ISCAST opinion articles invite writers to share their perspectives on various science–faith topics to generate a constructive conversation. While ISCAST is committed to orthodox Christian faith and mainstream science, our writers may come from a range of positions and do not represent ISCAST.
In our scientific age, what are we to make of the mysteries of God?
The human mind loves to join the dots. We try to make sense of everything. Our journey in forming lines of logic and reasoning seems to begin as babies, when crying leads to a nice meal, some extra attention, and a cuddle. A few years on and we progress to dot-to-dot colouring books before learning to systematise all of life, neatly compartmentalising everything from personality types to academic faculties.
But how will a dot-to-dot species living in a scientific and technological age deal with the things of God, the mysteries of God?
First, we don’t have to study the Scriptures for long to realise that God will not fit into any box of our making. He tells us this himself: “As the heavens are higher than the earth, so are my ways higher than your ways and my thoughts than your thoughts” (Isaiah 55:9).
Second, let’s not overrate science! Science is limited, and even what it thinks it knows still has the incomprehensible in it. When it comes to understanding reality, things are not always what they seem. Joining those dots may still be out of reach.
Take a rock for instance—a perfect example of something that isn’t what it seems. A rock is typically a hard, heavy, dense solid. It certainly feels that way when one hits you in the head. But zooming into what’s going on inside a rock—and in fact all matter—reveals that it isn’t really solid at all. All matter consists of miniscule atoms, which, in turn, consist of an even tinier nucleus being orbited by even smaller electrons. Matter is mostly a whole lot of empty space! It’s what’s going on within that space that gives materials like rock its familiar properties.
Then, just when the nature of rocks is enough to get our heads spinning, onto the scene comes a bigger mystery. The 2011 Nobel Prize for physics was awarded for the discovery of dark energy. While the effects of dark energy can be measured and known to be real, nobody really knows what it is. Sure, we are getting more and more data but much remains hidden. As for dark matter, that’s of even greater interest. It basically describes the astronomic problem of most of the universe being missing. All of what astronomers can describe in the universe only adds up to approximately five per cent of the mass of the universe. Here enters dark matter to fill the giant gap like a giant tube of invisible silicon sealer. “Dark,” in this sense at least, describes our ignorance of a highly mysterious created order. [Editor’s note: ISCAST fellow Ken Freeman won the Prime Minister’s prize for science for being the first to calculate that the luminous, visible matter in galaxies is only a small fraction of their overall mass.]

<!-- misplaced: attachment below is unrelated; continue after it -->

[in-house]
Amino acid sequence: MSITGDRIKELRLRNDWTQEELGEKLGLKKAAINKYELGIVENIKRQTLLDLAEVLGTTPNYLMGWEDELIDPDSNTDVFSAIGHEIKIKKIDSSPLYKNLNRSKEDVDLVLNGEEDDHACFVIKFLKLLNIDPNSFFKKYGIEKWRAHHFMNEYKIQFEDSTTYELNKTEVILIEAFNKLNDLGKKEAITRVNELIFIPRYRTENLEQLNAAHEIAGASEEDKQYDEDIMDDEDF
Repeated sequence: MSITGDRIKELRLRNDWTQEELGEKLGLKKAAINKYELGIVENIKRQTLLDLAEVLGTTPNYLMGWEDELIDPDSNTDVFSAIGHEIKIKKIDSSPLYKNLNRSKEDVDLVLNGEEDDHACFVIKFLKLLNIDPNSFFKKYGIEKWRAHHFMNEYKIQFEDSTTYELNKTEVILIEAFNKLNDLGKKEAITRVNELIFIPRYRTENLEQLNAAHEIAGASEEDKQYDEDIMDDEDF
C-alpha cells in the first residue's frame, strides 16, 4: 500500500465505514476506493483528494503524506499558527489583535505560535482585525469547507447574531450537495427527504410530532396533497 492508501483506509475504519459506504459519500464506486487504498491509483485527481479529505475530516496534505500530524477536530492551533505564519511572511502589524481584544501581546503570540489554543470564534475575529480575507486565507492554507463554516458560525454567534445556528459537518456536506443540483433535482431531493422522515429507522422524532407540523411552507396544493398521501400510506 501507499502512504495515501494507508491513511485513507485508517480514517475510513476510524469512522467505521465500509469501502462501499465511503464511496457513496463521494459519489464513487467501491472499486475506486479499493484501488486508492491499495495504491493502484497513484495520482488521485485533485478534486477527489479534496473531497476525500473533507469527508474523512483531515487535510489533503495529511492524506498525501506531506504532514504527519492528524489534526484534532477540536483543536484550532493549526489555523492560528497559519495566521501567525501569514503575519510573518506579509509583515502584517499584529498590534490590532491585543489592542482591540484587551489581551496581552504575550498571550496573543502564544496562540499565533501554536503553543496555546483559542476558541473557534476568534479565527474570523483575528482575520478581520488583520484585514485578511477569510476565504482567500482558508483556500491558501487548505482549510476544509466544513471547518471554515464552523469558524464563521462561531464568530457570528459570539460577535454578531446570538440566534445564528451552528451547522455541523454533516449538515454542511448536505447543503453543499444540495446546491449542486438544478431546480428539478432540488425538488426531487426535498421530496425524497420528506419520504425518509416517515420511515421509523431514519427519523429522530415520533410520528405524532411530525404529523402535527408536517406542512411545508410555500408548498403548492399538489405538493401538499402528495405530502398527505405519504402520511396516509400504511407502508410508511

Science has made incredible discoveries but any attempt at a “theory of everything” seems misguided in light of the mysteries of God.
No doubt, science has grown our understanding of reality. Yet, contrary to what many believe, it is not a god-like source of knowledge. Confining ourselves to this materialist perspective will make us like Richard Dawkins, who implies that science is able to answer all of life’s great questions, if not now then in the future.
It’s precisely this perspective that led one of the world’s most renowned scientists, the late Stephen Hawking, on his long and determined pursuit of the theory of everything: a theory to explain all known phenomena. Many other scientists still pursue this idea, but any attempt at a “theory of everything” seems misguided in light of the mysteries of God.
Science certainly teaches us many incredible things. But perhaps more importantly, science teaches us about what we don’t know, rather than what we do. The further we grow in our understanding, the further our eyes see infinite, mind-boggling complexities, with more questions than answers. When it comes to truth, the hunt is unceasing as we search for meaning, purpose, and reality. Yet we may continue in our pursuits with curiosity dovetailed with wisdom and humility, If we are to let God be God, it is important to acknowledge our ignorance and the chasm between his all-knowing divinity and our finite human understanding. As Alfred North Whitehead once observed, “It is not ignorance, but the ignorance of ignorance that is the death of knowledge” (quoted in Dr Karl Kruszelnicki, Game of Knowns, Macmillan, Australia, 2013, p. 68).
And so, as we continue to grow in our pursuit of knowledge, may we learn to embrace the mystery and sometimes paradoxical nature of God’s reality and his creation, acknowledging our inability to join all the dots, even in our scientific and technological age.